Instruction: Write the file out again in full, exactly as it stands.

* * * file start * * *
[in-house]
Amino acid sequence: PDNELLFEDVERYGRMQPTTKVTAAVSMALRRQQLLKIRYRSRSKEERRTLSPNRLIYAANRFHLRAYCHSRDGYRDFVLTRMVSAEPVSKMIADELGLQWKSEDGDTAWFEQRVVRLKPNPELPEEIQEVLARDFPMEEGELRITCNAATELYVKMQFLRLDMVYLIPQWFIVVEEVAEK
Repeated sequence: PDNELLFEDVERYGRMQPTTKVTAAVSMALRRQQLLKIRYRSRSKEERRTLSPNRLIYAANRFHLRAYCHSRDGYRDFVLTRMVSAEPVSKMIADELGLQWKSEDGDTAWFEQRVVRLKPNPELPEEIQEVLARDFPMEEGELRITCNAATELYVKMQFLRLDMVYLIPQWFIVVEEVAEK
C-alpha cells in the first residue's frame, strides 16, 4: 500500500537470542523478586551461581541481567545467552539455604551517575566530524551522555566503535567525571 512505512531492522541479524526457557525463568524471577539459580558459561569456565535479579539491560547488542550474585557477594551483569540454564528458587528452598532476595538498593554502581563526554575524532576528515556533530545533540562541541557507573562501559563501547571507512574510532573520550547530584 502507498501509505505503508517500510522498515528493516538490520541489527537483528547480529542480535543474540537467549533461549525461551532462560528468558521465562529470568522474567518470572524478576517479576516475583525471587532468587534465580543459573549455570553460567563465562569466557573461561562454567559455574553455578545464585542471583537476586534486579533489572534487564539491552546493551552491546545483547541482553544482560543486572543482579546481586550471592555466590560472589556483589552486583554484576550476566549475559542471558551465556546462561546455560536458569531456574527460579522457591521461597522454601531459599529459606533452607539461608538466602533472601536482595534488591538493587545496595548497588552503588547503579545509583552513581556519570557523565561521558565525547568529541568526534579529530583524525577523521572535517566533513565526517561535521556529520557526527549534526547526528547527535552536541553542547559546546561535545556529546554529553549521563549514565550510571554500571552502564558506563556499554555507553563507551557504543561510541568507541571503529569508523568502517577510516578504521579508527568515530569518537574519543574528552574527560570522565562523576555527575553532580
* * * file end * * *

[in-house]
Amino acid sequence: PDNELLFEDVERYGRMQPTTKVTAAVSMALRRQQLLKIRYRSRSKEERRTLSPNRLIYAANRFHLRAYCHSRDGYRDFVLTRMVSAEPVSKMIADELGLQWKSEDGDTAWFEQRVVRLKPNPELPEEIQEVLARDFPMEEGELRITCNAATELYVKMQFLRLDMVYLIPQWFIVVEEVAEK
Repeated sequence: PDNELLFEDVERYGRMQPTTKVTAAVSMALRRQQLLKIRYRSRSKEERRTLSPNRLIYAANRFHLRAYCHSRDGYRDFVLTRMVSAEPVSKMIADELGLQWKSEDGDTAWFEQRVVRLKPNPELPEEIQEVLARDFPMEEGELRITCNAATELYVKMQFLRLDMVYLIPQWFIVVEEVAEK
C-alpha cells in the first residue's frame, strides 16, 4: 500500500537470542523478586551461581541481567545467552539455604551517575566530524551522555566503535567525571 512505512531492522541479524526457557525463568524471577539459580558459561569456565535479579539491560547488542550474585557477594551483569540454564528458587528452598532476595538498593554502581563526554575524532576528515556533530545533540562541541557507573562501559563501547571507512574510532573520550547530584 502507498501509505505503508517500510522498515528493516538490520541489527537483528547480529542480535543474540537467549533461549525461551532462560528468558521465562529470568522474567518470572524478576517479576516475583525471587532468587534465580543459573549455570553460567563465562569466557573461561562454567559455574553455578545464585542471583537476586534486579533489572534487564539491552546493551552491546545483547541482553544482560543486572543482579546481586550471592555466590560472589556483589552486583554484576550476566549475559542471558551465556546462561546455560536458569531456574527460579522457591521461597522454601531459599529459606533452607539461608538466602533472601536482595534488591538493587545496595548497588552503588547503579545509583552513581556519570557523565561521558565525547568529541568526534579529530583524525577523521572535517566533513565526517561535521556529520557526527549534526547526528547527535552536541553542547559546546561535545556529546554529553549521563549514565550510571554500571552502564558506563556499554555507553563507551557504543561510541568507541571503529569508523568502517577510516578504521579508527568515530569518537574519543574528552574527560570522565562523576555527575553532580